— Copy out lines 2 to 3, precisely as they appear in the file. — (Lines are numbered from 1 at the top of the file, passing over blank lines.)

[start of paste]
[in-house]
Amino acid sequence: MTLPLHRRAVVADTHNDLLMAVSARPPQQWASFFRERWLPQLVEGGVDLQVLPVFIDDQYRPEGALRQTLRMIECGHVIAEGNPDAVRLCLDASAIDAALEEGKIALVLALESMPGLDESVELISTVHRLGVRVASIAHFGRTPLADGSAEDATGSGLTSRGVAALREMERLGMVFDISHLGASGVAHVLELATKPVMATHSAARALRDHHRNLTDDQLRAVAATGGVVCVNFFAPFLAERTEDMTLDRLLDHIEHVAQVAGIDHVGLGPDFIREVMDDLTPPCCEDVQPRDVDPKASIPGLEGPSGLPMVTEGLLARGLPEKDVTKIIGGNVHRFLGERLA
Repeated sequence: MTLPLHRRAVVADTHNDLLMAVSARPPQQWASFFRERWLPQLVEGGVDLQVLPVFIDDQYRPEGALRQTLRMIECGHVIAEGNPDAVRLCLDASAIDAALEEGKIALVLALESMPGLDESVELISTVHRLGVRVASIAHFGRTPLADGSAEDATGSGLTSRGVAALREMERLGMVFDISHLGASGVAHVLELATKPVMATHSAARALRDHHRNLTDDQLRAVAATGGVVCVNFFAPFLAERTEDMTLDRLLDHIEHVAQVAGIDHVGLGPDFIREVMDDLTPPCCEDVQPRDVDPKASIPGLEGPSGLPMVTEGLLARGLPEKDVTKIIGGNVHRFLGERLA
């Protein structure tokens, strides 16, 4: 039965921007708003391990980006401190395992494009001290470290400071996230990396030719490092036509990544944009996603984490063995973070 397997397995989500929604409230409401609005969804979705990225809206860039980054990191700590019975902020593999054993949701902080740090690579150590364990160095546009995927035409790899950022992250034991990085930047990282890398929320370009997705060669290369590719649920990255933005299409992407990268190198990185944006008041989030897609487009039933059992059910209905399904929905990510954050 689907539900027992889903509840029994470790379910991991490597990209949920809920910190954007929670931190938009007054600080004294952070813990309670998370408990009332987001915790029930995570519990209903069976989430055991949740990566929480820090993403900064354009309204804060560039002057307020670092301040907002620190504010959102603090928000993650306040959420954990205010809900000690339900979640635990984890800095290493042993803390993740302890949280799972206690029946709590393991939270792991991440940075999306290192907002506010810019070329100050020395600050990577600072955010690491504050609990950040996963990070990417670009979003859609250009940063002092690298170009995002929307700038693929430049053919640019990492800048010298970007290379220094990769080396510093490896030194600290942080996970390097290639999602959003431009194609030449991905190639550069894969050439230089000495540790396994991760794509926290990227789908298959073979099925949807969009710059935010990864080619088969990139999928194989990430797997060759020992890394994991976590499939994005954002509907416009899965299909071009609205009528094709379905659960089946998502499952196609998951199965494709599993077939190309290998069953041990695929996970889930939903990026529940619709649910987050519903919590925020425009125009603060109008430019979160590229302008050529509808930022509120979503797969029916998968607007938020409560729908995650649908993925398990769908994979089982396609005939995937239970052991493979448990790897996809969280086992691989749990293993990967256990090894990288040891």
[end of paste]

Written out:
Amino acid sequence: MTLPLHRRAVVADTHNDLLMAVSARPPQQWASFFRERWLPQLVEGGVDLQVLPVFIDDQYRPEGALRQTLRMIECGHVIAEGNPDAVRLCLDASAIDAALEEGKIALVLALESMPGLDESVELISTVHRLGVRVASIAHFGRTPLADGSAEDATGSGLTSRGVAALREMERLGMVFDISHLGASGVAHVLELATKPVMATHSAARALRDHHRNLTDDQLRAVAATGGVVCVNFFAPFLAERTEDMTLDRLLDHIEHVAQVAGIDHVGLGPDFIREVMDDLTPPCCEDVQPRDVDPKASIPGLEGPSGLPMVTEGLLARGLPEKDVTKIIGGNVHRFLGERLA
Repeated sequence: MTLPLHRRAVVADTHNDLLMAVSARPPQQWASFFRERWLPQLVEGGVDLQVLPVFIDDQYRPEGALRQTLRMIECGHVIAEGNPDAVRLCLDASAIDAALEEGKIALVLALESMPGLDESVELISTVHRLGVRVASIAHFGRTPLADGSAEDATGSGLTSRGVAALREMERLGMVFDISHLGASGVAHVLELATKPVMATHSAARALRDHHRNLTDDQLRAVAATGGVVCVNFFAPFLAERTEDMTLDRLLDHIEHVAQVAGIDHVGLGPDFIREVMDDLTPPCCEDVQPRDVDPKASIPGLEGPSGLPMVTEGLLARGLPEKDVTKIIGGNVHRFLGERLA